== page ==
February 03, 2022

Aviation safety and 5G can coexist, but stakeholders must work together

By Chairs DeFazio and Larsen

The rollout of our country’s 5G wireless network has been marked by delays, dysfunction and denial. 

It didn’t have to be this way! In 2019, aviation stakeholders, policymakers like us and safety advocates loudly warned it would be a grave mistake to turn on 5G without first ensuring that interference from these powerful networks wouldn’t adversely impact aviation safety. 

Unfortunately, the Federal Communications Commission ignored and even mocked these concerns and plowed ahead with this rushed rollout anyway. 

It is possible for us to responsibly deploy 5G — a worthy goal for an increasingly interconnected world economy — without compromising the safety of the flying public. Indeed, this has happened in many other countries around the world. 

However, the U.S. aviation system is the most complex in the world. We can’t afford to let it be the Wild West when it comes to deployment of 5G.

Nearly every other country that has deployed 5G has imposed some level of restrictions on its use to protect against harmful interference with aircraft. These include reducing the power levels of 5G transmissions, requiring more extensive exclusion zones at airports, ensuring 5G operates at a farther distance from the aviation frequency band or limiting the directional tilt of certain 5G broadband antennas, among other things.

Unfortunately, these same restrictions were not required in the U.S. and the voluntary mitigations that were in place were only temporary. We’re optimistic that the recently announced agreement between the administration and the telecommunications industry to delay deployment near airport runways at affected airports will increase safety and limit disruptions while the Federal Aviation Administration continues to assess the risks to aviation.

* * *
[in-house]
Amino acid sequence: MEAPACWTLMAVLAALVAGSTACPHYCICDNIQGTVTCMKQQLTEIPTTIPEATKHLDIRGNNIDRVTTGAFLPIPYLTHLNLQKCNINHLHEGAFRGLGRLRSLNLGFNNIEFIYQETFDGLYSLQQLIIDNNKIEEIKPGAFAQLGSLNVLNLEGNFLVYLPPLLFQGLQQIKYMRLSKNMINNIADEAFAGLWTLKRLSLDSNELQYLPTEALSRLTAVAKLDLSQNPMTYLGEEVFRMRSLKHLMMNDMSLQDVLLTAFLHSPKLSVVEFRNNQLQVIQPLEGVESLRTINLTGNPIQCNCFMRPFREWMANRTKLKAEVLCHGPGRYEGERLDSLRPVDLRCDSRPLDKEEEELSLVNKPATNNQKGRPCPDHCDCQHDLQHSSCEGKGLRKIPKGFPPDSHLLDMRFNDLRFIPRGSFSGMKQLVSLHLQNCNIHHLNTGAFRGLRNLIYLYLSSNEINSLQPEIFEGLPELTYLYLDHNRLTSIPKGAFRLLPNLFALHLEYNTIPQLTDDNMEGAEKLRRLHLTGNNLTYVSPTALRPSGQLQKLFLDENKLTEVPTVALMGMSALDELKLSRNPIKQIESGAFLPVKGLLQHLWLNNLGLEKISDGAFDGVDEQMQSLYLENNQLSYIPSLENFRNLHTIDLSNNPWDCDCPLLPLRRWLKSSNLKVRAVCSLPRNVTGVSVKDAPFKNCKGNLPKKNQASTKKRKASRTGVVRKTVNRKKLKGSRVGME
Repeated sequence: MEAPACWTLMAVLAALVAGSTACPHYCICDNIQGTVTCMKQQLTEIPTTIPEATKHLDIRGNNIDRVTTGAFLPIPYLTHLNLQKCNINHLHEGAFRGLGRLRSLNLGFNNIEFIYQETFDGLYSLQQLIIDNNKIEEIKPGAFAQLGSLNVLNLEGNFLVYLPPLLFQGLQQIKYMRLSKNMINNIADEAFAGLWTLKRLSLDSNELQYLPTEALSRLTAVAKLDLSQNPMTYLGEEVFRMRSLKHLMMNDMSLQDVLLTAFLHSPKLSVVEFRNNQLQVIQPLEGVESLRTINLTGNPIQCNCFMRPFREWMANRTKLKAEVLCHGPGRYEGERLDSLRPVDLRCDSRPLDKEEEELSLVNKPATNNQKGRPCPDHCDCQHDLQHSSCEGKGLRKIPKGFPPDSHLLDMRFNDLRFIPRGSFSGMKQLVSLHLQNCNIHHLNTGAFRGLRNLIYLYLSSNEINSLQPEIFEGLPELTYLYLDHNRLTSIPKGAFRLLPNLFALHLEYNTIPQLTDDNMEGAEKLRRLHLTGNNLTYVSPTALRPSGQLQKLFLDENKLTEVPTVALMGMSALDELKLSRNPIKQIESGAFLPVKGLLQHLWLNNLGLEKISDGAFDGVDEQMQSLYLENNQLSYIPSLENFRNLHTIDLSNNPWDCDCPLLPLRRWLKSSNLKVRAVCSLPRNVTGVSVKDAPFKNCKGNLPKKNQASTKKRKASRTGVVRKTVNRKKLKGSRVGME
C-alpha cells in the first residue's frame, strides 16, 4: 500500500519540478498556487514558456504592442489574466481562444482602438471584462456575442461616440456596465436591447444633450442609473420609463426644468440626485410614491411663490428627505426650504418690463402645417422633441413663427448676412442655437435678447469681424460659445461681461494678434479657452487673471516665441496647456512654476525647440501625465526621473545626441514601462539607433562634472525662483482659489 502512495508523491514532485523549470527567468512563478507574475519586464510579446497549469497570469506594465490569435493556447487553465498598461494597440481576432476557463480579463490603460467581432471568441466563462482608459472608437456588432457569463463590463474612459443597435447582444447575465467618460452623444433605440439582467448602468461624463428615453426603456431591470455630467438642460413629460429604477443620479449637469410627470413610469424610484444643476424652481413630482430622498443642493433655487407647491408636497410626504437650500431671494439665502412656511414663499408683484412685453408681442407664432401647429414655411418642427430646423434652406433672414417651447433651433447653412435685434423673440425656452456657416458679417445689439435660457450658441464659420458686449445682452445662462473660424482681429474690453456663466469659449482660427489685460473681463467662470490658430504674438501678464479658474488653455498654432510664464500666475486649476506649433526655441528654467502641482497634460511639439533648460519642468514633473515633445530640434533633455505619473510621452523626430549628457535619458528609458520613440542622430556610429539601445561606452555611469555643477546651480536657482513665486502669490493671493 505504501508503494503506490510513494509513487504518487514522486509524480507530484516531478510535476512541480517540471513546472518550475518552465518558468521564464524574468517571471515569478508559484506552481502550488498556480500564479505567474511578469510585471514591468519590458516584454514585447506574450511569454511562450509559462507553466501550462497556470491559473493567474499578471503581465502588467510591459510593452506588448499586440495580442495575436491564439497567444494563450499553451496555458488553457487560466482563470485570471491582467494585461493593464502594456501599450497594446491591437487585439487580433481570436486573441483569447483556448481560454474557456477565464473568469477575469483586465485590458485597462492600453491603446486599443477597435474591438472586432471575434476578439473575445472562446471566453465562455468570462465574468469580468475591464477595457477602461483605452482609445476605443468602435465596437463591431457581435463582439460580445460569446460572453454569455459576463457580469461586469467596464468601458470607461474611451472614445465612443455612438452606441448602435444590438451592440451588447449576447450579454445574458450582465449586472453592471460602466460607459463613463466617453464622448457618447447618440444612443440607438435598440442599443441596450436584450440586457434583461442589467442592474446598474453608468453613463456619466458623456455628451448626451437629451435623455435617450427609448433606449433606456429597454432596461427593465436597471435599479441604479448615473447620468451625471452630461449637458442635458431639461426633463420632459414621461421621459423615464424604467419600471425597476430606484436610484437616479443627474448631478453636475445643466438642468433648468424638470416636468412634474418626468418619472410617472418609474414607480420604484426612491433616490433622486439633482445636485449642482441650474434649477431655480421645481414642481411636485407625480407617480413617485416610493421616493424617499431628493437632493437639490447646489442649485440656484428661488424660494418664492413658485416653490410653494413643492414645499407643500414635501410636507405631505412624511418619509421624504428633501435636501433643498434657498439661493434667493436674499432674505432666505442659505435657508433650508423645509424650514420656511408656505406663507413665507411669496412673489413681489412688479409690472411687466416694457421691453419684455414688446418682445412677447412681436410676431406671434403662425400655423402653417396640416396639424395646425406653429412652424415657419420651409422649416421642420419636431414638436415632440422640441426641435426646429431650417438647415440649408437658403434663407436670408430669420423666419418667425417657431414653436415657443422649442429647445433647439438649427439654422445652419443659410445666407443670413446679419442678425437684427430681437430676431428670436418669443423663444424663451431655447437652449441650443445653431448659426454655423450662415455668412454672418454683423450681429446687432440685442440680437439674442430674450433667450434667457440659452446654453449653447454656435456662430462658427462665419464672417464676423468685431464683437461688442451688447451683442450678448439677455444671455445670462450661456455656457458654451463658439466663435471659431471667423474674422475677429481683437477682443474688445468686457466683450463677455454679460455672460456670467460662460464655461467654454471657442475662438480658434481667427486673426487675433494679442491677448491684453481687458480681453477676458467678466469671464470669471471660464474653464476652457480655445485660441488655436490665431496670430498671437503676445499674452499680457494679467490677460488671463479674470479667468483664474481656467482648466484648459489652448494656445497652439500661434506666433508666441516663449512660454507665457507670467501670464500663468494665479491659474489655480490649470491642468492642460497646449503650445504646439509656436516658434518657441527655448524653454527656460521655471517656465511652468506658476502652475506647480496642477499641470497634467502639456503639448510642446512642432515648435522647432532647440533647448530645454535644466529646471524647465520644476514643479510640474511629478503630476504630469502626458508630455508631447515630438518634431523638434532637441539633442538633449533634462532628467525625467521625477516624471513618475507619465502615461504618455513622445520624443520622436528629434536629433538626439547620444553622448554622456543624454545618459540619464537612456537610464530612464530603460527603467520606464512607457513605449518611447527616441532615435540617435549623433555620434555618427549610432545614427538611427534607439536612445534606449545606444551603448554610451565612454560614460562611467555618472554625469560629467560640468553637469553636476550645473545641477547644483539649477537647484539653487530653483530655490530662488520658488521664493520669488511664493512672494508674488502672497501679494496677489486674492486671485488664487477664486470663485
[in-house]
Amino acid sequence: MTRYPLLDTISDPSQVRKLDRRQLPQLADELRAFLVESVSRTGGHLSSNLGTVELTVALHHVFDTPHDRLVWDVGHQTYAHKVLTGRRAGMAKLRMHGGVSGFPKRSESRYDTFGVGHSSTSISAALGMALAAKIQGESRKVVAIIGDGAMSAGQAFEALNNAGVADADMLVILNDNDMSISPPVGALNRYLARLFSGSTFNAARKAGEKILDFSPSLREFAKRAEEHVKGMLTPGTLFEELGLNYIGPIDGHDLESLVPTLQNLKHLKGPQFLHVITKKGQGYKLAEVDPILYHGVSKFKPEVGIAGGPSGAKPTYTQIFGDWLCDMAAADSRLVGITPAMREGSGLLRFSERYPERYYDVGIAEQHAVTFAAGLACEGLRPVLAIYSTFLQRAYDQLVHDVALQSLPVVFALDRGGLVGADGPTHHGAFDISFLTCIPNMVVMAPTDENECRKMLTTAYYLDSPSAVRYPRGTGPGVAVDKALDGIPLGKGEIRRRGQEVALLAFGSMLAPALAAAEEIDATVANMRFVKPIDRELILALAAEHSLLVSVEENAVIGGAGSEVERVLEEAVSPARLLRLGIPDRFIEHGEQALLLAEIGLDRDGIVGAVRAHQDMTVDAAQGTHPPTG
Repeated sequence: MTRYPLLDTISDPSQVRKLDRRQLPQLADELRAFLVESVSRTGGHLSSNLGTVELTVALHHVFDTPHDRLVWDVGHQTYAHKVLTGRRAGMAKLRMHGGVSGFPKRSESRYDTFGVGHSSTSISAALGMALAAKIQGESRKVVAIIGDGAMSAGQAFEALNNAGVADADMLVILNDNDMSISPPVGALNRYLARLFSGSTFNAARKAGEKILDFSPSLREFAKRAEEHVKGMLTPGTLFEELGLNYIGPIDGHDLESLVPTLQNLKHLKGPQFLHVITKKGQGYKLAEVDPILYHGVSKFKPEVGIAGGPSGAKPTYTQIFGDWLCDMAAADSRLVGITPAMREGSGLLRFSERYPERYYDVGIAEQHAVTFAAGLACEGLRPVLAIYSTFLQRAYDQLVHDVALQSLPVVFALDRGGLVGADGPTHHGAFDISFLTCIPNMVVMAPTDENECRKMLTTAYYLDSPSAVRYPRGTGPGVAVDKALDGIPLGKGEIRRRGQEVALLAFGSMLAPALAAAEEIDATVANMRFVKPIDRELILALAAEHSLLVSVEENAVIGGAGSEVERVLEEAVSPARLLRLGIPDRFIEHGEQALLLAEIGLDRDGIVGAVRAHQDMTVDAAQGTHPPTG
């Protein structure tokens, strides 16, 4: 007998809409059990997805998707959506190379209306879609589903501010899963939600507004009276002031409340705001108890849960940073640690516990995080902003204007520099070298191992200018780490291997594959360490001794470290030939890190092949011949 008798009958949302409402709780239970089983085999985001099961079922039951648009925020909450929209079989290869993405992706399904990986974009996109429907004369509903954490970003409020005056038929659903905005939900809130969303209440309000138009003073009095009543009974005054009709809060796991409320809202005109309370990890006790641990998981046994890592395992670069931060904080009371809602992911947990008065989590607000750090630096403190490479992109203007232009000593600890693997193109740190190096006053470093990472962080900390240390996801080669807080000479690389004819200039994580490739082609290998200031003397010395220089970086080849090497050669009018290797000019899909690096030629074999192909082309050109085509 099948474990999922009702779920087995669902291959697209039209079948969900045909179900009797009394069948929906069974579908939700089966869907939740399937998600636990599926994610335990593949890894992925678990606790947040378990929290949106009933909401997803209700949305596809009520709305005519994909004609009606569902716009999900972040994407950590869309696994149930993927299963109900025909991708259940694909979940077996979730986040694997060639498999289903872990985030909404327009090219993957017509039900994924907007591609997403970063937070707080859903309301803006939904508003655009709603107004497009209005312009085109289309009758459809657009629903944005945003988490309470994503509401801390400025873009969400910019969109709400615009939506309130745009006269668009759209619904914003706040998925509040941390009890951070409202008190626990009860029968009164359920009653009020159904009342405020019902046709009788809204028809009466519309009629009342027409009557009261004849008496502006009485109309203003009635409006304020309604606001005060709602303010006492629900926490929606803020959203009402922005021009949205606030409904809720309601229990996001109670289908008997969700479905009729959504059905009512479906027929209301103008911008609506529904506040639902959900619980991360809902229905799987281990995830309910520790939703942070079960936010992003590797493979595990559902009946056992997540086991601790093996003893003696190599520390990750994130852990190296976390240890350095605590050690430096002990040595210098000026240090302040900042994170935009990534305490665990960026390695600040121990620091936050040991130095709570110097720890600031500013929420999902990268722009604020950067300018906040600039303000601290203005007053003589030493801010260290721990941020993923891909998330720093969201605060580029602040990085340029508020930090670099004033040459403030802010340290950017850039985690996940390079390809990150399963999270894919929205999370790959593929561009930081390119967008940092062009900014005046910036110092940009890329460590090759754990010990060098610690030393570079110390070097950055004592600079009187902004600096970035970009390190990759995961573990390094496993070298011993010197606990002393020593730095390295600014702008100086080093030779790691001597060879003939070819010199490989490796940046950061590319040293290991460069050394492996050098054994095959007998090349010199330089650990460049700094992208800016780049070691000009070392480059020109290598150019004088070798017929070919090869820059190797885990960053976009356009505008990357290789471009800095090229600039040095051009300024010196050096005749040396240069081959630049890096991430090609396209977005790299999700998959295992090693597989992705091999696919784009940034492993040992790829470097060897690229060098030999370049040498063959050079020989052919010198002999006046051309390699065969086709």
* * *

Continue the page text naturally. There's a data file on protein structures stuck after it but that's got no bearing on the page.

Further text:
However, the fact that the telecommunications companies agreed to a voluntary delay in the first place shows an implicit acknowledgment that aviation safety concerns are real.

Here’s what we must do. First, end the intra-agency bickering that has plagued this entire process. The FCC must develop a better process for considering the Department of Transportation and FAA’s safety concerns regarding spectrum. The agencies must work together to protect the flying public from the potential dangers posed by 5G interference with radio altimeters, not at cross purposes. 

Second, the stakeholders in each industry must also come to the table in a constructive fashion. Telecommunication companies are understandably frustrated that the spectrum band they purchased has taken longer than expected to deploy. But airlines, pilots, airports and other aviation stakeholders are rightly worried about the devastating impact a potential crash would have on not just the victims and their families but on the confidence of the flying public in their ability to deliver people to their destination safely. That confidence, once shaken, can be incredibly hard to rebuild. 

We commend President Joe Biden for working to find a path forward with all interested parties to safely deploy 5G technologies while protecting aviation safety. Now, the telecommunications industry and aviation stakeholders must quickly come together on a schedule to implement long-term measures at affected airports so that 5G technologies can coexist with the aviation sector without disruptions.  

Once the DOT, FAA, FCC and stakeholders are able to build upon the most recent agreement and develop long-term solutions to ensure the safety of the traveling public, Americans will be able to board flights with confidence — and have an easier time downloading a movie for the flight, too!